Books on rails

In Mexico City, run by the leftist Democratic Revolutionary party, a huge and unique campaign has begun to promote literacy and provide an "antidote to the lack of reading". People who use the Metro rail now have the opportunity to read while they travel. Some 250,000 copies of short texts -- essays, stories and poems -- by 9 Mexican writers have been made available at 22 Metro stations on the '3 Line' (one level in the city's combined three-level train route, that altogether transports 4.7 million people a day). People can pick up these texts from stands set up in these stations

 
Published: Saturday 04 July 2015

Books on the Rails Government of Mexico City

In Mexico City, run by the leftist Democratic Revolutionary party, a huge and unique campaign has begun to promote literacy and provide an "antidote to the lack of reading". People who use the Metro rail now have the opportunity to read while they travel. Some 250,000 copies of short texts -- essays, stories and poems -- by 9 Mexican writers have been made available at 22 Metro stations on the '3 Line' (one level in the city's combined three-level train route, that altogether transports 4.7 million people a day). People can pick up these texts from stands set up in these stations.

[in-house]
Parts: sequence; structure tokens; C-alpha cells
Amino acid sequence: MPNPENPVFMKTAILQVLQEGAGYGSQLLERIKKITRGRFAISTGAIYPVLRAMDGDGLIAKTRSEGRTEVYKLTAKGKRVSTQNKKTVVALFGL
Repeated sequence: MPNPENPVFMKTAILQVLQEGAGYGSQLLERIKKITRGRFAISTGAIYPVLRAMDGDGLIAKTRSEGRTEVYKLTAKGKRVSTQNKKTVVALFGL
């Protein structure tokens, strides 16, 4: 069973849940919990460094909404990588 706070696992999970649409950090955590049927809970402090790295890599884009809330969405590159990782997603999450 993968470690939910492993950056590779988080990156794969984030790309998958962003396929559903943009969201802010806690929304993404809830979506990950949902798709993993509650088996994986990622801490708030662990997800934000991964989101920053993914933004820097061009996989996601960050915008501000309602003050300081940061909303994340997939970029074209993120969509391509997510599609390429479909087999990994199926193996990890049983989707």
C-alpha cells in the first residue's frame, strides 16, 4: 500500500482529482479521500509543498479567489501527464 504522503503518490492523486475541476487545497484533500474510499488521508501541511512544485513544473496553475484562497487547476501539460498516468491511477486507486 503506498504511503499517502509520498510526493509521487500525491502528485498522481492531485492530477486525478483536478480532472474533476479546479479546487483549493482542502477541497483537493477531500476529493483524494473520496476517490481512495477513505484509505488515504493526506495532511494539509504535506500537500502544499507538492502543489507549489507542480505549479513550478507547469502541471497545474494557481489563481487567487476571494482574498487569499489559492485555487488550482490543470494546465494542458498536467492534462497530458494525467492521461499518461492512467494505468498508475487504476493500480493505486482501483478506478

The texts are for free. But it is also hoped that after people have gone through the booklet they pick, they will "return" it to the stands in any of the stations. What if they don't? "The expropriation of a copy should be reason to celebrate," says writer Carlos Monsivias. If a reader does not return the book upon arrival at his or her destination, it means he or she is reading it, he adds.

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